By Will Chamberlain, Account Manager

Should resorts have dedicated social media channels for golf, separate from other amenities such as hotel, gym and spa?

As an agency, it’s a question we’re often asked.

The answer is not about personal preference, but should be contemplated based on the business opportunity it creates.

A golf-centric social media channel can certainly be a highly effective (and lucrative) marketing channel, but it needs to be clear, defined and highly targeted.

The first question should be – what do you want to achieve?

Very often social media activity is scatter-gun at best, seen by many resorts as a ‘nice-to-have’ rather than an essential touchpoint to drive new business. Having golf-specific social media channels undoubtedly works, but there has to be a plan and a clear strategic route-map detailing what you are aiming to achieve.

The Grove near London is a great example of a resort that has carefully considered its social media footprint and created specific channels for golf audiences, which is now driving engagement, loyalty, advocacy and, ultimately, new business.

 

A few tips and examples to consider:

#1 ­– Be a visual storyteller

Creative captions do not always do the trick on social platforms. Visual storytelling tactics will enable brands to capture and hold the attention of their audience for longer, especially on Instagram, and social media algorithms will tend to prioritise these posts, too.

The Grove focus on mixing up the type of content posted by using an array of imagery and videos to ensure they stimulate, and ultimately engage the audience.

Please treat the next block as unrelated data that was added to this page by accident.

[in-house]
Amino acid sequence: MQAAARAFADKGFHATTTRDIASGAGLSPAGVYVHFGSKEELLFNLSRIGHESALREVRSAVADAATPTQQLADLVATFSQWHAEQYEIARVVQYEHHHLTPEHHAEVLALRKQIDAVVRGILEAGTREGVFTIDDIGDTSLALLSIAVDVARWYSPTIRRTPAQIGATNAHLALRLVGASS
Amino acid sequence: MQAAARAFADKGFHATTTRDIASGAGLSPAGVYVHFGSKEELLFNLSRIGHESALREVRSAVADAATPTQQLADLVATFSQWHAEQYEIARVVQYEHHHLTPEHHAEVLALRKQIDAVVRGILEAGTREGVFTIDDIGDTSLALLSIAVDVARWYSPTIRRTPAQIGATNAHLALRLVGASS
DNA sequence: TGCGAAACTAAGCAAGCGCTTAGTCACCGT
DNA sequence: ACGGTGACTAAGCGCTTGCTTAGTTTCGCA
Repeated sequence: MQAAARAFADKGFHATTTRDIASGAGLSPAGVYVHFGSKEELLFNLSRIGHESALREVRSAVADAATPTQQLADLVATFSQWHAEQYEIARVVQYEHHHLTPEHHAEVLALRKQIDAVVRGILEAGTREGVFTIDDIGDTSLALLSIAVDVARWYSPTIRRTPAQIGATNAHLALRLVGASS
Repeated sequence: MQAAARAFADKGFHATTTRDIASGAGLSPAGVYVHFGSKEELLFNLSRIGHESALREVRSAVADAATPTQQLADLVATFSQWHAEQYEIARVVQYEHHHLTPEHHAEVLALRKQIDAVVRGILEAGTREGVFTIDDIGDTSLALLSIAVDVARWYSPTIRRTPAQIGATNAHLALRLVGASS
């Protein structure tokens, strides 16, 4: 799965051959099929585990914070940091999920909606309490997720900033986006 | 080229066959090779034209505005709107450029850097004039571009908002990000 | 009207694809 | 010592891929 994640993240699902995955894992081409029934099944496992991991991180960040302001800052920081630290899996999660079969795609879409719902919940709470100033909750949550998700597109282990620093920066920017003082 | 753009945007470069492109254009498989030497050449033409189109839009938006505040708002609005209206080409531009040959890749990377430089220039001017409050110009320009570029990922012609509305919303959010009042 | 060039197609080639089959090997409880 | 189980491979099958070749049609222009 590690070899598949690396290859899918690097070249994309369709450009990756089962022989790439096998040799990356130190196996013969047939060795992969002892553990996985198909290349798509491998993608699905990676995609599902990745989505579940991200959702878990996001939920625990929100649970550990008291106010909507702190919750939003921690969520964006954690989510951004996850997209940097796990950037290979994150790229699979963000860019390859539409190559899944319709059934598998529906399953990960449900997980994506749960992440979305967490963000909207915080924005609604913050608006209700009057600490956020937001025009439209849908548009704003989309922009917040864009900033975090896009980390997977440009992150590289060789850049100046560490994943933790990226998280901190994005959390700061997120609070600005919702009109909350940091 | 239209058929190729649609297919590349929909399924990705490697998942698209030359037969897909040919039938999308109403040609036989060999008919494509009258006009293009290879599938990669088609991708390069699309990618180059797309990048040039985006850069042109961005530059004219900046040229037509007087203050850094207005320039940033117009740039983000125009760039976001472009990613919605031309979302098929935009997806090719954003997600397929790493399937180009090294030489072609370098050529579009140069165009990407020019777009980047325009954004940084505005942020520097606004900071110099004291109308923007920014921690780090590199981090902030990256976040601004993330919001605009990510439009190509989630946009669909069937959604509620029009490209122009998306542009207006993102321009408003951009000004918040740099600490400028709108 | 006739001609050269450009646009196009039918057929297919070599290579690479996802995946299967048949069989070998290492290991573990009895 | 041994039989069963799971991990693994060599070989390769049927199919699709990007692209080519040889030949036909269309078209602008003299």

#2 – Be consistent

Brands should create consistent and regular content. Each post should be of a quality that mirrors the brand positioning and should contain relevant information that their audience will care about.

Benchmark the quality of your content, and stick to it.

#3 – Don’t hashtag aimlessly

For golf venues, hashtags help shape a community of like-minded people and bring awareness to the ‘product’. The Grove, for example, uses the #golfatthegrove hashtag to its advantage by creating a unique, simple and memorable tag specific to its product, rather than tagging aimlessly.

#4 – Review, modify, improve

Don’t be precious with your posts – some types of content will initiate higher levels of engagement among your audience than others. Honestly review and analyse what has most effectively engaged your audience, then do more of that.

For example, when reviewing competition posts for The Grove, it became clear that graphics best catch the attention of their followers, and consequently influenced higher engagement than a video or image.

#5 – Listen to your audience

Who are your audience and what do they want to see? Analyse your profile insights and don’t be afraid of inviting your followers to voice their opinion. Polls on Twitter are an effective method to gain first-hand insight from your followers.